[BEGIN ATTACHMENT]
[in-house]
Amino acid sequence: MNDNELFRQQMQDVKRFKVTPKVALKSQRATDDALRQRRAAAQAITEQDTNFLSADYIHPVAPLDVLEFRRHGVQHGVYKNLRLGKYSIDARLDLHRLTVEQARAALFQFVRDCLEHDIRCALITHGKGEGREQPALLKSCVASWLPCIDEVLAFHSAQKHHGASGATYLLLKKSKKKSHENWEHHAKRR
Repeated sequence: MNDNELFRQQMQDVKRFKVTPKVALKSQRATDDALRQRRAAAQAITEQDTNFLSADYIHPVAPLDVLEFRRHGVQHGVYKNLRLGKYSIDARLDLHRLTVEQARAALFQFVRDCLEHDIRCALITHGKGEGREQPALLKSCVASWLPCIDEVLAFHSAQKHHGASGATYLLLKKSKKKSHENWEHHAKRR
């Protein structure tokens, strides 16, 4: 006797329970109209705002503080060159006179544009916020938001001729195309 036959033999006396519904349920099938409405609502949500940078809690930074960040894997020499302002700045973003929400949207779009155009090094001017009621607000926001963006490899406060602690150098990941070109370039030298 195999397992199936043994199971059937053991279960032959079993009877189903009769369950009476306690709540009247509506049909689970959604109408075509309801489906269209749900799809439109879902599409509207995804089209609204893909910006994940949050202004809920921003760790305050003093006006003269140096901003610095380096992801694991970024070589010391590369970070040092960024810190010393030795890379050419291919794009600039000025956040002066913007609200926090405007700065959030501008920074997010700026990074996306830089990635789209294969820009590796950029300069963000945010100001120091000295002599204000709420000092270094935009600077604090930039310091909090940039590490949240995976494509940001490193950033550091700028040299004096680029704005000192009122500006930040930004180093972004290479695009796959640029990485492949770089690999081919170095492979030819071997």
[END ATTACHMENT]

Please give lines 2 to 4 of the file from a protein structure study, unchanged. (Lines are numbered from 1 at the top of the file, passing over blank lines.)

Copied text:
Amino acid sequence: MNDNELFRQQMQDVKRFKVTPKVALKSQRATDDALRQRRAAAQAITEQDTNFLSADYIHPVAPLDVLEFRRHGVQHGVYKNLRLGKYSIDARLDLHRLTVEQARAALFQFVRDCLEHDIRCALITHGKGEGREQPALLKSCVASWLPCIDEVLAFHSAQKHHGASGATYLLLKKSKKKSHENWEHHAKRR
Repeated sequence: MNDNELFRQQMQDVKRFKVTPKVALKSQRATDDALRQRRAAAQAITEQDTNFLSADYIHPVAPLDVLEFRRHGVQHGVYKNLRLGKYSIDARLDLHRLTVEQARAALFQFVRDCLEHDIRCALITHGKGEGREQPALLKSCVASWLPCIDEVLAFHSAQKHHGASGATYLLLKKSKKKSHENWEHHAKRR
């Protein structure tokens, strides 16, 4: 006797329970109209705002503080060159006179544009916020938001001729195309 036959033999006396519904349920099938409405609502949500940078809690930074960040894997020499302002700045973003929400949207779009155009090094001017009621607000926001963006490899406060602690150098990941070109370039030298 195999397992199936043994199971059937053991279960032959079993009877189903009769369950009476306690709540009247509506049909689970959604109408075509309801489906269209749900799809439109879902599409509207995804089209609204893909910006994940949050202004809920921003760790305050003093006006003269140096901003610095380096992801694991970024070589010391590369970070040092960024810190010393030795890379050419291919794009600039000025956040002066913007609200926090405007700065959030501008920074997010700026990074996306830089990635789209294969820009590796950029300069963000945010100001120091000295002599204000709420000092270094935009600077604090930039310091909090940039590490949240995976494509940001490193950033550091700028040299004096680029704005000192009122500006930040930004180093972004290479695009796959640029990485492949770089690999081919170095492979030819071997």